The Atlantic’s new fiction section will publish
short stories "with far greater frequency than we’ve managed in the past decade,” executive editor Adrienne LaFrance wrote in an introduction to the section.
It debuts today with “Birdie,” a new short story by Lauren Groff about the secrets kept by childhood friends.
Groff’s first story in The Atlantic appeared in the magazine's 2006 fiction issue.
“The Atlantic’s archives are teeming with the bylines of some of the greatest literary writers of the past two centuries … many of whom made their debuts in the magazine,” stated the company.
Those writers include Virginia Woolf, Mark Twain, James Baldwin, Edith Wharton, Chinua Achebe, Joyce Carol Oates, Raymond Carver and John Updike, among others.
The dedicated fiction section “marks a commitment to publish original fiction regularly on the site, in addition to several times each year in the magazine,” according to The Atlantic.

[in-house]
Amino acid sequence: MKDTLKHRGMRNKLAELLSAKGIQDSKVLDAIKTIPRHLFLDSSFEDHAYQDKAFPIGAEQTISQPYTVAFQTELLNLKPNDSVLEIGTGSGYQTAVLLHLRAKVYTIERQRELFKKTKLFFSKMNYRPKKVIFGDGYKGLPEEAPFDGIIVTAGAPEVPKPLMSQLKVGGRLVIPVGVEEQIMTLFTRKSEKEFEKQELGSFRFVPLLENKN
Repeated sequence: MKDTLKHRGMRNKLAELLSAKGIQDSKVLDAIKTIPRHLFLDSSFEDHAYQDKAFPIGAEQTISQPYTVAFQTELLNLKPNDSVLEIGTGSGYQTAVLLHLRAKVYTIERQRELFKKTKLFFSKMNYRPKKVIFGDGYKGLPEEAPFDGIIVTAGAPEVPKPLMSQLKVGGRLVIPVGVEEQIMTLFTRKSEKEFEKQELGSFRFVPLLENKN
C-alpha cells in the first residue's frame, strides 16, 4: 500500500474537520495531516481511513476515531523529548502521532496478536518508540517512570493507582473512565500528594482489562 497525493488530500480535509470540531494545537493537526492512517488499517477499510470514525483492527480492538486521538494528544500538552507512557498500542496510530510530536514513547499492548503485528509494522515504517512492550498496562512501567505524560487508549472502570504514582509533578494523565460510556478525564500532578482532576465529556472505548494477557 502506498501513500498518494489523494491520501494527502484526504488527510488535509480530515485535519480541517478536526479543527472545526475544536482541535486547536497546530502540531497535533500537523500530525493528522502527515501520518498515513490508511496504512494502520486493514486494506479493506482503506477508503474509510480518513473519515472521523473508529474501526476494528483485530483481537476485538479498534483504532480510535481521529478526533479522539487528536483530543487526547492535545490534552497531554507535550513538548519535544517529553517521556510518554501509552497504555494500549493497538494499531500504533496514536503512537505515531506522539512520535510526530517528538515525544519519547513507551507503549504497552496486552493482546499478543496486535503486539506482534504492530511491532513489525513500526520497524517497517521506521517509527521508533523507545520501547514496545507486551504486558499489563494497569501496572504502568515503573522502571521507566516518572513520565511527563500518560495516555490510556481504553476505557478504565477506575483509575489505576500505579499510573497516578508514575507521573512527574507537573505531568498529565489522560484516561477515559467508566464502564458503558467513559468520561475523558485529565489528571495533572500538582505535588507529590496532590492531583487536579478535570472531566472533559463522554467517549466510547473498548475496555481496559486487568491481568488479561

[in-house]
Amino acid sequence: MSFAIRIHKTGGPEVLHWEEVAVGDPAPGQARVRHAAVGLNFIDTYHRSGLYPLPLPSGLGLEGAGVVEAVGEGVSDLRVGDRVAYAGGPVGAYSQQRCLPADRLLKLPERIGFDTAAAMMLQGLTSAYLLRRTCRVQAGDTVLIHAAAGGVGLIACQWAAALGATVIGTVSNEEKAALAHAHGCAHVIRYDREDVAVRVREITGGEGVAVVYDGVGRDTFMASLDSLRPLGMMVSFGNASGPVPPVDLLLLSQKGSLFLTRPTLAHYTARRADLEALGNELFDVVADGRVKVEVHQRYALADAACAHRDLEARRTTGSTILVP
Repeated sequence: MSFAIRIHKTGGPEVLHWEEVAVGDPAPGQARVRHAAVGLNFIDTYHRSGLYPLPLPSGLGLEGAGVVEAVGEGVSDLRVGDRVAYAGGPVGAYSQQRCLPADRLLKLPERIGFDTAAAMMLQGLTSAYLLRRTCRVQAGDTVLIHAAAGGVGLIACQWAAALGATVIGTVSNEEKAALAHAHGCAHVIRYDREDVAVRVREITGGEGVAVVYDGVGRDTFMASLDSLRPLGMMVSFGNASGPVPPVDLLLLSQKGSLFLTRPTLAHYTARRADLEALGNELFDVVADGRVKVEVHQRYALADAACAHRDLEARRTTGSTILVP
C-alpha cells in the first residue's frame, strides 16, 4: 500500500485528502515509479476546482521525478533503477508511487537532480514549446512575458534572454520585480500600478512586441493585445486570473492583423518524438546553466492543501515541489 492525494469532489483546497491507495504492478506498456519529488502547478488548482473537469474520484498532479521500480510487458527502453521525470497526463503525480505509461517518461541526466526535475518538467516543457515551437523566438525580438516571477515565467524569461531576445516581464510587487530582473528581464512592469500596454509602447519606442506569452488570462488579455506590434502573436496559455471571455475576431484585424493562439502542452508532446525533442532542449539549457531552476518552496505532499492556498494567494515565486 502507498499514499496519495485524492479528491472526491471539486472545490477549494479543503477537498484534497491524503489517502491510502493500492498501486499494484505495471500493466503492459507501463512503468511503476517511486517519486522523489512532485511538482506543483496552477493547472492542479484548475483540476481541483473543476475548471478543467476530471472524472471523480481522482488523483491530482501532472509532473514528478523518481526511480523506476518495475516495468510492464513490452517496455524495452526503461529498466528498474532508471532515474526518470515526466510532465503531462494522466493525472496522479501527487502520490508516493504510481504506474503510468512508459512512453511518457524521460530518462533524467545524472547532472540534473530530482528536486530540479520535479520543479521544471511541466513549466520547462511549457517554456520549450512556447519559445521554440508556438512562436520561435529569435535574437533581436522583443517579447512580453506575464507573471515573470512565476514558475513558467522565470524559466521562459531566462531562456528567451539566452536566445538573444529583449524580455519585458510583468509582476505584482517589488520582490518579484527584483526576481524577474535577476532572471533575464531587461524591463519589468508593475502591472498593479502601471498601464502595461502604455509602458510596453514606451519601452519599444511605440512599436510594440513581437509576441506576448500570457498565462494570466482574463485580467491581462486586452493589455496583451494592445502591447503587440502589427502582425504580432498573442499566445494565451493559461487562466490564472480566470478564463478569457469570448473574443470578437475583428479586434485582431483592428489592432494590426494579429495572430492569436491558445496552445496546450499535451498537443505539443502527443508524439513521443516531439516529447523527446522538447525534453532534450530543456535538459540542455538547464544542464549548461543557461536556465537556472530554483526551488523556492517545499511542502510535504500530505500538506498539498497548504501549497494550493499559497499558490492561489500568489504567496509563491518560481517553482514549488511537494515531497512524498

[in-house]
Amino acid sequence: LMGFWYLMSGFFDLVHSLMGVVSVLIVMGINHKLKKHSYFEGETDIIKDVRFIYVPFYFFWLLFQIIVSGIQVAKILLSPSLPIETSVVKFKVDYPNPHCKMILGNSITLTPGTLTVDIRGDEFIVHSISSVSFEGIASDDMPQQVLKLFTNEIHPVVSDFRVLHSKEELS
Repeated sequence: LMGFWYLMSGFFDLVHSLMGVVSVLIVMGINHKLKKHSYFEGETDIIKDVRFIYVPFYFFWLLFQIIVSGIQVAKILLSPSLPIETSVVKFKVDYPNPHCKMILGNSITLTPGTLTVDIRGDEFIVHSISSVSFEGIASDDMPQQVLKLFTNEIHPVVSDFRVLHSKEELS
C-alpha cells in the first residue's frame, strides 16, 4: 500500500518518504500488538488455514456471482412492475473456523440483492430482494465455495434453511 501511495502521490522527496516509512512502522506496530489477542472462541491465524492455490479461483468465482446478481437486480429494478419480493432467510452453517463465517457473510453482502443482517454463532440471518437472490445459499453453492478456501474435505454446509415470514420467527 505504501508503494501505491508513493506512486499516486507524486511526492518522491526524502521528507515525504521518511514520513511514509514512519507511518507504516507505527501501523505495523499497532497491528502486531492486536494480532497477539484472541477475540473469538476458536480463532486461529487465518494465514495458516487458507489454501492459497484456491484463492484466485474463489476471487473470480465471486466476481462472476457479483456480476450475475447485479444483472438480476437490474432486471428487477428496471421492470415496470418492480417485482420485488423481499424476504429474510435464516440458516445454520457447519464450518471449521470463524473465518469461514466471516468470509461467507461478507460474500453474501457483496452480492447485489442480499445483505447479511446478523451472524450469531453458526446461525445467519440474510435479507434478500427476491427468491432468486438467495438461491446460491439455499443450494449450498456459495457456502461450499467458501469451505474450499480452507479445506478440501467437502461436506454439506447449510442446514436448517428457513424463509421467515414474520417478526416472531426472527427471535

The effort is being led by senior editor Thomas Gebremedhin.
“The thinning of print magazines this century has often meant a culling of fiction,” LaFrance wrote to readers. “There has sometimes been a vague sense that rapid technological change would push people toward nonfiction instead — that concrete facts might be valued over imaginative exploration and existential truth.”
"We still need stories and fiction specifically — storytelling is a defining characteristic that makes us human," she added.
The Atlantic launched a dedicated books section in 2018, which publishes reviews, criticism, essays and author interviews.